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|Also Known As:||Died:|
|Born:||June 19, 1972||Cause of Death:|
|Birth Place:||Chicago, Illinois, USA||Profession:||Cast ... actress model|
Though she suffered from a few disappointments early in her career, actress Robin Tunney held fast to her drive and determination to become a well-established film and television performer. After making her start in several local productions in her native Chicago, Tunney moved west to Los Angeles, where she began working almost immediately, though in less-than-ideal fare like "Encino Man" (1992). But a few years later, she was capturing attention with a breakthrough performance as a suicidal teen in "Empire Records" (1995), which led to higher-profile roles in "The Craft" (1996) and "The End of Days" (1999). While appearing in blockbuster films, Tunney had her biggest impact on the small screen, landing a prominent starring gig on the first season of "Prison Break" (Fox, 2005- ), which she followed with a leading role on the hit crime procedural "The Mentalist" (CBS, 2008- ). While not a household name, Tunney nonetheless earned a reputation as a capable actress who managed to build a viable career despite her early setbacks.
Born on June 19, 1972 in Chicago, IL, Tunney was raised on the south side as the youngest of four children by her car salesman father, who emigrated from Ireland, and her bartender mother. After watching "Grease" (1978) innumerable times as a young girl, Tunney knew that she wanted to be an actress. The road, however, was far from smooth. When she was eight, Tunney auditioned for "Annie" alongside her 11-year-old sister, Susan, and was faced with bitter disappointment when her sibling received a callback and she did not. But Tunney remained undeterred, even at such a young age. She landed television commercials and performed on the stage. Meanwhile, her athletic ambitions ended with a knee injury during her freshman year at St. Ignatius College Prepatory High School. After her junior year, Tunney tired of the highly-competitive school and transferred to Carl Sandburg High School in Palos Heights, where, during her senior year, she won a contest to have a meet-and-greet dinner with director John Waters.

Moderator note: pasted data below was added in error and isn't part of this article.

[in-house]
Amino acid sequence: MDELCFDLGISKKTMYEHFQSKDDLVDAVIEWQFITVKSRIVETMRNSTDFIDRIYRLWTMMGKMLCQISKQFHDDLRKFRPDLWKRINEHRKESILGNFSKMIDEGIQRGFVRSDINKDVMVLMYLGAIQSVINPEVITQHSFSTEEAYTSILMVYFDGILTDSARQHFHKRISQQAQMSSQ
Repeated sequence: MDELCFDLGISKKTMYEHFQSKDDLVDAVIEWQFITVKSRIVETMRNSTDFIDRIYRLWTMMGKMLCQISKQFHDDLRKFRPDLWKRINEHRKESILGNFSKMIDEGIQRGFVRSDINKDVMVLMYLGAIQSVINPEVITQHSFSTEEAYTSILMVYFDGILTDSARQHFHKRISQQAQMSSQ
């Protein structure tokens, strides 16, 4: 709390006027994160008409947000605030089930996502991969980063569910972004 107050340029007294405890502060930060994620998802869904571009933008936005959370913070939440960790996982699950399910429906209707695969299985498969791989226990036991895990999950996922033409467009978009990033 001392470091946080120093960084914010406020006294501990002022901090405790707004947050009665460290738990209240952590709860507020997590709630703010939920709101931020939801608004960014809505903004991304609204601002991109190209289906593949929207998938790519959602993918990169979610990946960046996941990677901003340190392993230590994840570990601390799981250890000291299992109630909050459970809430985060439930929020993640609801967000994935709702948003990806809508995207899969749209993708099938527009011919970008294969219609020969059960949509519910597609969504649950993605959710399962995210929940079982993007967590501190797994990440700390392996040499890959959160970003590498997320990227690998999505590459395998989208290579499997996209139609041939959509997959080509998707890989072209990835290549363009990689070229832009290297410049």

The result of her meeting with Waters was an audition for a part in "Blue Sky" (1994), directed by Tony Richardson. But the opportunity quickly turned to embarrassment when Tunney ran from the room crying, unable to say her lines. All was not lost, however, following her high school graduation. When she was 18, Tunney moved to Los Angeles in full pursuit of an acting career, even sacrificing her initial plans to go to college. With money made from being a waitress and local theater credits like "The Effect of Gamma Rays on Man-in-the-Moon Marigolds" and "Bus Stop" tucked under her cap, Tunney drove west and managed to get her career going, thanks to already having an agent. Almost immediately, she landed a role on the CBS Schoolbreak Special "But He Loves Me" (1991) and on an episode of the family drama "Life Goes On" (ABC, 1989-1993). She made her television movie debut in "Perry Mason: The Case of the Reckless Romeo" (NBC, 1992), which she followed with a recurring role on the short-lived drama "Class of '96" (Fox, 1993). In her first regular series role, she played a manicurist on the equally short-lived sitcom, "Cutters" (CBS, 1993).